This Spoof Is Mostly Funny. But Also A Little Bit Super-Profound.

This play on the way drug companies reel us in with promises of better, happier, perfect-er lives is pitch-perfect. Like, "Saturday Night Live" good, if you ask me.

OOooooweeee! Man! Life! Life, man. Am I right?

Sure can be tiring.

We go to work, get stuck in traffic, get paid to keep the world turning, drive home, watch some TV, go buy groceries, hit some tennis balls, get coffee with friends, pick the kids up from practice, wash the dishes, charge the devices, and on and on and on...

I'm exhausted just thinking about it!

Where do folks get the energy to keep up with it all?

It seems like some people are getting extra help?

But what could it be? We're already taking multi-vitamins, 5-Hour Energy, anxiety meds, protein bars, and shots of wheatgrass — what's left to extract energy from?

Just how the heck do we lead such turbo-charged lives?

Well, many, many years ago, science figured out how to extract stored energy from deep within the earth. It's an extraordinarily powerful substance.

Then again ... do we trust that guy?

He describes this wonder product, and it sounds a little too good to be true:

"The secret behind Petrolify is a proprietary blend of hydrocarbons and organic compounds known as petroleum. Every single pill contains literally millions of years of stored solar energy."

Just watch out for those side effects.

Did you crack the case on this parody? We're talking about oil, which powers so much of our contemporary world — and threatens it.

The controversy around energy use often gets so bogged down in qualifiers and comparisons and ideological name-calling. Sometimes it helps to simplify things through an analogy. If oil were a pill our doctors were telling us to take, would we want a second opinion?

This two-minute spoof of a drug commercial makes the point with wit and humor.

Don't just seize the day — seize life!

Courtesy of Houseplant.

In America, one dumb mistake can hang over your head forever.

Nearly 30% of the American adult population — about 70 million people — have at least one criminal conviction that can prevent them from being treated equally when it comes to everything from job and housing opportunities to child custody.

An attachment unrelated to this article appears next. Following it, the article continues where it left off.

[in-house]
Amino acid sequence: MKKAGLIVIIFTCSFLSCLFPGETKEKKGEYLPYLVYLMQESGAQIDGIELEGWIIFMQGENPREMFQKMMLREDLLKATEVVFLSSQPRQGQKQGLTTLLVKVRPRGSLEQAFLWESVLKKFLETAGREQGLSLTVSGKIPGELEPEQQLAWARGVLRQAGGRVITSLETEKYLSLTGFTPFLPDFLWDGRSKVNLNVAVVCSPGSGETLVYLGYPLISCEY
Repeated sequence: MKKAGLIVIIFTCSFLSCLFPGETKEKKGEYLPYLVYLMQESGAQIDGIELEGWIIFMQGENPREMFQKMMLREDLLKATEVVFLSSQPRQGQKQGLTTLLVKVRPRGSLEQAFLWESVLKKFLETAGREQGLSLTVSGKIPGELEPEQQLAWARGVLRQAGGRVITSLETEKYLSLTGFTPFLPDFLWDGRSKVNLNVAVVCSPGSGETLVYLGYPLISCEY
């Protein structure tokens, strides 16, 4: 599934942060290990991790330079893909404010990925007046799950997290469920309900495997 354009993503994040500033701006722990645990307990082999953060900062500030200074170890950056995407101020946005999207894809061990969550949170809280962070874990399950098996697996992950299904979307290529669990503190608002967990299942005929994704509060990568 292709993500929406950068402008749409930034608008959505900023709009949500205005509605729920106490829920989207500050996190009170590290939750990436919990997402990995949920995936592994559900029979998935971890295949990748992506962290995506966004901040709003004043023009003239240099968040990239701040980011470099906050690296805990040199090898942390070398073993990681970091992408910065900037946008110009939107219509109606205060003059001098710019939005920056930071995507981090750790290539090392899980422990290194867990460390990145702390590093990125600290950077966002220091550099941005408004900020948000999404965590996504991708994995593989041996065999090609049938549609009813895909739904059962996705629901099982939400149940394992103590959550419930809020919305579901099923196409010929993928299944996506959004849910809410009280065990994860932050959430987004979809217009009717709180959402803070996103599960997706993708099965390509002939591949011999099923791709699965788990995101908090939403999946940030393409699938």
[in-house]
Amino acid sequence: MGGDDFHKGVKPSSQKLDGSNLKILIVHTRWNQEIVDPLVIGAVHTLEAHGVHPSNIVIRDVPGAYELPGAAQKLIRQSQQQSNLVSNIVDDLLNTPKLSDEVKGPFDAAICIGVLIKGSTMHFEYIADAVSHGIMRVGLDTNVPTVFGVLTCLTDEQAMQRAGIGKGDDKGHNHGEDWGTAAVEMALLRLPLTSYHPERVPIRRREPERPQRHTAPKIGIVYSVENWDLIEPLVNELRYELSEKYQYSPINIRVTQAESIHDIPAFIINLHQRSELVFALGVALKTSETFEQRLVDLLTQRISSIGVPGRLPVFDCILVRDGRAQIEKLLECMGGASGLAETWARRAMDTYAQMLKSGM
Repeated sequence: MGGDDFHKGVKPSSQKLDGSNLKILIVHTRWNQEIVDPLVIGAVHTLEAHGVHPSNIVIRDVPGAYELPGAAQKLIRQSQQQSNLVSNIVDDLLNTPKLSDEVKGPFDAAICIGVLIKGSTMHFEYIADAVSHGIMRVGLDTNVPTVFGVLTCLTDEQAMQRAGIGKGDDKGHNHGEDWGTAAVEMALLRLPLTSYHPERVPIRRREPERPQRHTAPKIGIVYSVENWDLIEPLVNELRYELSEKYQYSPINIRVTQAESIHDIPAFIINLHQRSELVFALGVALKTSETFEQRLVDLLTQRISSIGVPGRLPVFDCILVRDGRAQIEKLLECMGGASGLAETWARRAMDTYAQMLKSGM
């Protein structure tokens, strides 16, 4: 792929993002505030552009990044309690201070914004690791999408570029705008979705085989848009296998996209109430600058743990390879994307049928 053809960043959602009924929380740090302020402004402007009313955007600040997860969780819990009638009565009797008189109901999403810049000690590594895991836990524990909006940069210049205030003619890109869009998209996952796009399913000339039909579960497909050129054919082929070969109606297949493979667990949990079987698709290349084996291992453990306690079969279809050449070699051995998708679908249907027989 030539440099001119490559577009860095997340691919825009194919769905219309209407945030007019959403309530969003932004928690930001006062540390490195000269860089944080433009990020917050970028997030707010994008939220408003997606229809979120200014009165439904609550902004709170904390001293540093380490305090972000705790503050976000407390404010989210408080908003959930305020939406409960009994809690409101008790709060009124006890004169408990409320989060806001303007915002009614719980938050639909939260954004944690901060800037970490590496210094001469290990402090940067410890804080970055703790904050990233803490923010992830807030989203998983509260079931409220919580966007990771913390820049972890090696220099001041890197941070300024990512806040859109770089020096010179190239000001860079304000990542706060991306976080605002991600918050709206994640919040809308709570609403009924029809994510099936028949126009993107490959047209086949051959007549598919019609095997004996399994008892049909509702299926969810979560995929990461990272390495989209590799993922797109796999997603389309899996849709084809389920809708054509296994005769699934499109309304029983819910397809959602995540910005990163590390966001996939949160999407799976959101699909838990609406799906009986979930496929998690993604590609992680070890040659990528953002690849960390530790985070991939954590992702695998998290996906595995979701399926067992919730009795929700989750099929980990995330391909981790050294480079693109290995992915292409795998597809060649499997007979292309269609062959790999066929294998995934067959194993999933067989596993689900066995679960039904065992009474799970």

Twenty million of these Americans have felony convictions that can destroy their chances of making a comfortable living and prevents them from voting out the lawmakers who imprisoned them.

Many of these convictions are drug-related and stem from the War on Drugs that began in the U.S. '80s. This war has unfairly targeted the minority community, especially African-Americans.

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Climate change is happening because the earth is warming at an accelerated rate, a significant portion of that acceleration is due to human activity, and not taking measures to mitigate it will have disastrous consequences for life as we know it.

In other words: Earth is heating up, it's kinda our fault, and if we don't fix it, we're screwed.

This is the consensus of the vast majority of the world's scientists who study such things for a living. Case closed. End of story.

How do we know this to be true? Because pretty much every reputable scientific organization on the planet has examined and endorsed these conclusions. Thousands of climate studies have been done, and multiple peer-reviewed studies have been done on those studies, showing that somewhere between 84 and 97 percent of active climate science experts support these conclusions. In fact, the majority of those studies put the consensus well above 90%.

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via James Anderson

Two years ago, a tweet featuring the invoice for a fixed boiler went viral because the customer, a 91-year-old woman with leukemia, received the services for free.

"No charge for this lady under any circumstances," the invoice read. "We will be available 24 hours to help her and keep her as comfortable as possible."

The repair was done by James Anderson, 52, a father-of-five from Burnley, England. "James is an absolute star, it was overwhelming to see that it cost nothing," the woman's daughter told CNN.

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I live in a family with various food intolerances. Thankfully, none of them are super serious, but we are familiar with the challenges of finding alternatives to certain foods, constantly checking labels, and asking restaurants about their ingredients.

In our family, if someone accidentally eats something they shouldn't, it's mainly a bit of inconvenient discomfort. For those with truly life-threatening food allergies, the stakes are much higher.

I can't imagine the ongoing stress of deadly allergy, especially for parents trying to keep their little ones safe.

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